Port 135 must allow both inbound and outbound communication, port range 14000-15000 must allow inbound, and 49152-65535 must allow outbound communication, in both the virtual network network security group for the managed instance and in any firewall that's set up in the external environment.

DNS settings

DTC relies on a transaction participant's NetBIOS name for mutual communication. Because the NetBIOS protocol isn't supported by Azure networking and NetBIOS names can't be resolved in mixed environments, DTC for a managed instance relies on DNS name servers for host name resolution. Managed instance DTC hosts are automatically registered with the Azure DNS server. You must register external DTC hosts with a DNS server. The managed instance and external environment also must exchange DNS suffixes.

The following diagram shows name resolution across mixed environments:

Diagram that shows name resolution across mixed environments when you use DTC.


You don't need to configure DNS settings if you plan to use DTC only for XA transactions.

To exchange DNS suffixes:

  1. In the Azure portal, go to your managed instance.

  2. In the left menu under Settings, select Distributed Transaction Coordinator. Select the Networking tab.

    Screenshot that shows the Networking tab of the DTC pane for your managed instance in the Azure portal, with New external DNS suffix highlighted.

  3. In DNS configuration, select New external DNS suffix. Enter the DNS suffix for your external environment, such as dnszone1.com.

  4. Copy the value for DTC Host DNS suffix. Then use the PowerShell command Set-DnsClientGlobalSetting -SuffixSearchList $list on your external environment to set the DTC Host DNS suffix. For example, if your suffix is abc1111111.database.windows.net, define your $list parameter to get the existing DNS settings. Then, append your suffix to it as shown in the following example:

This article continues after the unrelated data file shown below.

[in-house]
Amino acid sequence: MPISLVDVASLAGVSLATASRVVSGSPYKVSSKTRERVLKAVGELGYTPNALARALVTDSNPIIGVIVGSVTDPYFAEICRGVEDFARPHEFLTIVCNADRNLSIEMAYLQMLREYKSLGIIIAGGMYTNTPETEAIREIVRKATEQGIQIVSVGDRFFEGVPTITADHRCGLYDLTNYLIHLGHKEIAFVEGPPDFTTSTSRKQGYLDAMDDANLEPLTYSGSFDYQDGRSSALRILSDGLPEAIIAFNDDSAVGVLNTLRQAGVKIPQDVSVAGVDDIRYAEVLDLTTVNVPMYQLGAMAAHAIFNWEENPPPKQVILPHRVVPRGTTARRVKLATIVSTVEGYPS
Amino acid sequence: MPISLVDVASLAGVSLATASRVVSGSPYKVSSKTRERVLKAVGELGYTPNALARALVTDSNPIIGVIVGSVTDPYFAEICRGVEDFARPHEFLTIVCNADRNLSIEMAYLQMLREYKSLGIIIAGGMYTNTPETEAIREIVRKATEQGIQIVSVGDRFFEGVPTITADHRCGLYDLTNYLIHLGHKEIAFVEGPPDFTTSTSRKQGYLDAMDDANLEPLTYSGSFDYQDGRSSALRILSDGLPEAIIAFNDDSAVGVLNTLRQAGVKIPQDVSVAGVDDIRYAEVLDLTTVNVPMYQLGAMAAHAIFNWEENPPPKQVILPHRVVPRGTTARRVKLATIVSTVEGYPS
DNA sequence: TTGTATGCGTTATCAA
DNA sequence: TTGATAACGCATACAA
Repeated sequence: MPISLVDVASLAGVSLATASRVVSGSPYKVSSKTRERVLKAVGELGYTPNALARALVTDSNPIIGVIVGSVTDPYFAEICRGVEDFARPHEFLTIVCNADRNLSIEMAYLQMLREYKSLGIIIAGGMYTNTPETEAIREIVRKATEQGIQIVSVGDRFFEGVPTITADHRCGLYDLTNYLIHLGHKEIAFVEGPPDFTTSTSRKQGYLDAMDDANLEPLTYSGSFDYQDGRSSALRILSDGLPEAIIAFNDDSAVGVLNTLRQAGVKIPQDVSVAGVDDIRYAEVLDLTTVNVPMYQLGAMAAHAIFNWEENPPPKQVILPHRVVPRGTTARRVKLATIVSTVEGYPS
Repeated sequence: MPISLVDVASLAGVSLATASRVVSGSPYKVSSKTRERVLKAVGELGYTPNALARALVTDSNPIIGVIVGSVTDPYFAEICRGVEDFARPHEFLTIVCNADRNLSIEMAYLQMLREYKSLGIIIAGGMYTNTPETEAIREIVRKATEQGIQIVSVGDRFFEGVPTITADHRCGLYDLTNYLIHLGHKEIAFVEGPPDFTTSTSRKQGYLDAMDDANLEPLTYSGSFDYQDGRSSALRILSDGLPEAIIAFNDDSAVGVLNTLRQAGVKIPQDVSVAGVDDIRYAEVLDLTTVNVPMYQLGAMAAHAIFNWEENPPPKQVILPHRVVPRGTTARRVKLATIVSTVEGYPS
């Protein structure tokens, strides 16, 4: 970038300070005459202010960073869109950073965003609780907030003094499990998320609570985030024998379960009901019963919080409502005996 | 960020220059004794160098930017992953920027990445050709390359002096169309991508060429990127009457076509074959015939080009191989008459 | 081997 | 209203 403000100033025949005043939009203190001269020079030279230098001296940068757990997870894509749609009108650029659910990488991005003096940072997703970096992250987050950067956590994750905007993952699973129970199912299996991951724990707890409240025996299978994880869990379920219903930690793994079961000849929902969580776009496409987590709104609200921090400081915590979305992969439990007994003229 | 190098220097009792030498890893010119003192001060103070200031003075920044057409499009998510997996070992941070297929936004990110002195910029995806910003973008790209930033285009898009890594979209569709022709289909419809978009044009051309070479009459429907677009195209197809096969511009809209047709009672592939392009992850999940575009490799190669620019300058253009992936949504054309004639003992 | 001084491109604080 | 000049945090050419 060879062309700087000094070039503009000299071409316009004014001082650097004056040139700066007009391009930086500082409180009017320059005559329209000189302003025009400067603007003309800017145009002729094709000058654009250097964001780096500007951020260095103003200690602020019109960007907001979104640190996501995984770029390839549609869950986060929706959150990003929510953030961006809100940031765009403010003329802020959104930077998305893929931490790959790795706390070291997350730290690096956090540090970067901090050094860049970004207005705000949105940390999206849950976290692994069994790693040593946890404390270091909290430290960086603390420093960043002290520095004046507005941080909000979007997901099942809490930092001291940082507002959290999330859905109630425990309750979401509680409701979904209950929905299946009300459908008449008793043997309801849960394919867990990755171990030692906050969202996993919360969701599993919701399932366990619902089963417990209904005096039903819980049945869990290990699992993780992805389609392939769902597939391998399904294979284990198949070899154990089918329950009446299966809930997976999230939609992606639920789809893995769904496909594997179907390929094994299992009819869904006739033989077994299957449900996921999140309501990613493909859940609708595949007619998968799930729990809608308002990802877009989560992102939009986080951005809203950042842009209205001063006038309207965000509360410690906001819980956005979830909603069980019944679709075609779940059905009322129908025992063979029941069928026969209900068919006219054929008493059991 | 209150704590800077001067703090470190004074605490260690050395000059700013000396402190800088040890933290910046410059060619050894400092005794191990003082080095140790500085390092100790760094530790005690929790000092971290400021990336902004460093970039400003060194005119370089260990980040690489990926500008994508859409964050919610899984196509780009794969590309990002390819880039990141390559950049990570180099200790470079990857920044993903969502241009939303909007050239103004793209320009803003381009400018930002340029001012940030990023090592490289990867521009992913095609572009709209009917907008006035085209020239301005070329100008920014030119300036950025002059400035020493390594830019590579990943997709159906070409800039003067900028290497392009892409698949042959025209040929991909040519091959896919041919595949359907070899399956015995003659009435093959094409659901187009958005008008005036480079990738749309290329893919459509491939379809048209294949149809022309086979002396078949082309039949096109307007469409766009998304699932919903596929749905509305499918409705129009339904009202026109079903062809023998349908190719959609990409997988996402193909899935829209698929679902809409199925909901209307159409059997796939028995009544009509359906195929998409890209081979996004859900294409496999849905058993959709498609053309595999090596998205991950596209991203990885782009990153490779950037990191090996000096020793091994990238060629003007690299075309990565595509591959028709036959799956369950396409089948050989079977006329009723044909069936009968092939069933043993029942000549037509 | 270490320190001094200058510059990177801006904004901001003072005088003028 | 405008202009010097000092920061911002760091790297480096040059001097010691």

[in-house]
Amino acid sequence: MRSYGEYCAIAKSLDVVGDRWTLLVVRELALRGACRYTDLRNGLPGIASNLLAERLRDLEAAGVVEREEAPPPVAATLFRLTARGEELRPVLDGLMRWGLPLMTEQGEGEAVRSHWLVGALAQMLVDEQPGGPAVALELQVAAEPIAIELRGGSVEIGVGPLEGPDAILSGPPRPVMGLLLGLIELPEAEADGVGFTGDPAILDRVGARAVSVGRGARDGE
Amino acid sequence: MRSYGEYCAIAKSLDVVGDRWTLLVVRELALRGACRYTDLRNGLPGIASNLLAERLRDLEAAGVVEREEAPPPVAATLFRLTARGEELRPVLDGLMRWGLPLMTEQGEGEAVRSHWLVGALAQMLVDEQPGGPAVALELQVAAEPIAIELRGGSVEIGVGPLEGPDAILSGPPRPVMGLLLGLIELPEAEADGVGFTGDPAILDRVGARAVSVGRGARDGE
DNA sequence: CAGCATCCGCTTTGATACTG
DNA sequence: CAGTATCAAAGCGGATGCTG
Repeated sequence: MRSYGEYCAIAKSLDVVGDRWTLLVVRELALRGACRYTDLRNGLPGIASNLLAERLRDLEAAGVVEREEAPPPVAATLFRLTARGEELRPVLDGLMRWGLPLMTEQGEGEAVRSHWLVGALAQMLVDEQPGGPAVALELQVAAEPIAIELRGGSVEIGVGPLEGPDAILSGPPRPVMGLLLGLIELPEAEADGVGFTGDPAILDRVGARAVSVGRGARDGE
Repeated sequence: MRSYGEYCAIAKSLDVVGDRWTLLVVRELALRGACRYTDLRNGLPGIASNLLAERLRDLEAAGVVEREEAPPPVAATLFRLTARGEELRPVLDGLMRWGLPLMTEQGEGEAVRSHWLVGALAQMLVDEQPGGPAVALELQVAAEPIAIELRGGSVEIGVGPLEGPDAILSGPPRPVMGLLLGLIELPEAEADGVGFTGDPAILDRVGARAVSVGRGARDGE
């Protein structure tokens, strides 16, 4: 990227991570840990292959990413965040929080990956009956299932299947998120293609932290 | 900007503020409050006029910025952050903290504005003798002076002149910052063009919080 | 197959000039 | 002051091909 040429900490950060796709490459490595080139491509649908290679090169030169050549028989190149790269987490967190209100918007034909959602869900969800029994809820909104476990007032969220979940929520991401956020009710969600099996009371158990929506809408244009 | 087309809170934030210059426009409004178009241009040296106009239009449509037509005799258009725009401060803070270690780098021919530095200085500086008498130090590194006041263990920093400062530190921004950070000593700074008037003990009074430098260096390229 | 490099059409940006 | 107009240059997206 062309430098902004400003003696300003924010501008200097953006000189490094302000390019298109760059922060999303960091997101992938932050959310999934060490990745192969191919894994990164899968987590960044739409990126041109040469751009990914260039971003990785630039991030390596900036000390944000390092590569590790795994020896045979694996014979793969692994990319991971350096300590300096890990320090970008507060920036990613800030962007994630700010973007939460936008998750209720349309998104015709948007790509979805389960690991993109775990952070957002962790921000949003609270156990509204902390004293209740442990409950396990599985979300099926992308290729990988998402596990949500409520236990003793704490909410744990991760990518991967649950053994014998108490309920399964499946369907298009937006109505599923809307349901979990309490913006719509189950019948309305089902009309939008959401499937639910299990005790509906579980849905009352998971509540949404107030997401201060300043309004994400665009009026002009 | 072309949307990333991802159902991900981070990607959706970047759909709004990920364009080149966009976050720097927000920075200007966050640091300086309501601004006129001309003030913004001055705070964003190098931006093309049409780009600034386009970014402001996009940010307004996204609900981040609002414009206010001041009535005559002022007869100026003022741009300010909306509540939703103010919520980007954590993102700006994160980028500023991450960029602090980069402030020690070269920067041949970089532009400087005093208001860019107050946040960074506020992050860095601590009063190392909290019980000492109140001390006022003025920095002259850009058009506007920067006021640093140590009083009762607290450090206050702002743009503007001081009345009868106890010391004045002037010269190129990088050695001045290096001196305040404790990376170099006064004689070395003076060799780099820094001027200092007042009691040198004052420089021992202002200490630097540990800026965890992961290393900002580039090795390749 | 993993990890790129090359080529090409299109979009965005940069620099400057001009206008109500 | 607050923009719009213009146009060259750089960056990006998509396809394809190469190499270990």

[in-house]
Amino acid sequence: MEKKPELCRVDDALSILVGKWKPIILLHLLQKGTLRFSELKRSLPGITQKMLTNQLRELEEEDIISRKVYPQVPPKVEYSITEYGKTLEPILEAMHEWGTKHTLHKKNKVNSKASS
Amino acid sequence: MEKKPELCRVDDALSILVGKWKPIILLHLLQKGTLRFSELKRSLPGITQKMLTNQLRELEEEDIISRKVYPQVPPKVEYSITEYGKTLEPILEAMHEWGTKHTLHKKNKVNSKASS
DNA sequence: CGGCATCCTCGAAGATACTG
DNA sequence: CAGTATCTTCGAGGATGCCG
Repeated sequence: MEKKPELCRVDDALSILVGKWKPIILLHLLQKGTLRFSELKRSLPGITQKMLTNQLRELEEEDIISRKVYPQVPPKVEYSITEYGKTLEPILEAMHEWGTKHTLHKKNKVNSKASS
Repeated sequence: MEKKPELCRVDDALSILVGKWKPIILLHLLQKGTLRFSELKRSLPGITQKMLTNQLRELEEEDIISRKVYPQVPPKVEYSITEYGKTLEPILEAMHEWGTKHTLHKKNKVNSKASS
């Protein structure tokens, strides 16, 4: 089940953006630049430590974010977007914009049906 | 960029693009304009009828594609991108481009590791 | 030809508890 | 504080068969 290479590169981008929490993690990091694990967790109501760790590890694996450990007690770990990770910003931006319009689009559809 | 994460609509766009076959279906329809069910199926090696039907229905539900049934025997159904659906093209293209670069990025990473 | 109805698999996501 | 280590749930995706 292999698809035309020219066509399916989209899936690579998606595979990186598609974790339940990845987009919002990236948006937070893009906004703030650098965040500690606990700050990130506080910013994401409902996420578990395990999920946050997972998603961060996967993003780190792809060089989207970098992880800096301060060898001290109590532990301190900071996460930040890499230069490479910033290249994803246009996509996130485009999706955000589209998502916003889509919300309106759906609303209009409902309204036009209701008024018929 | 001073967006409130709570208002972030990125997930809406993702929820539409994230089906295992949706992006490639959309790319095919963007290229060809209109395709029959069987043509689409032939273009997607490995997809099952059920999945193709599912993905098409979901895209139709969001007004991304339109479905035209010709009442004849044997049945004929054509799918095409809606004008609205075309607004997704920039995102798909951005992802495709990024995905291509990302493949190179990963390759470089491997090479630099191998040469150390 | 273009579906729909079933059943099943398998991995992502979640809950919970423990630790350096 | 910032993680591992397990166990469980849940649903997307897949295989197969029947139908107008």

$list = (Get-DnsClientGlobalSetting).SuffixSearchList + "abc1111111.database.windows.net"
    Set-DnsClientGlobalSetting -SuffixSearchList $list

Test network connectivity

After you configure networking and DNS, run Test-NetConnection (TNC) between the DTC endpoints of your managed instance and the external DTC host.

To test the connection, first update the user-configurable values. Then, use the following PowerShell script on the external environment to identify the fully qualified domain name (FQDN) of the DTC host managed instance. Here's an example:

# =============================================================== 
# Get DTC settings 
# =============================================================== 
# User-configurable values 

$SubscriptionId = "a1a1a1a1-8372-1d28-a111-1a2a31a1a1a1" 
$RgName = "my-resource-group" 
$MIName = "my-instance-name" 

# =============================================================== 

$startMoveUri = "https://management.azure.com/subscriptions/" + $SubscriptionId + "/resourceGroups/" + $RgName + "/providers/Microsoft.Sql/managedInstances/" + $MIName + "/dtc/current?api-version=2022-05-01-preview" 
Write-Host "Sign in to Azure subscription $SubscriptionID ..."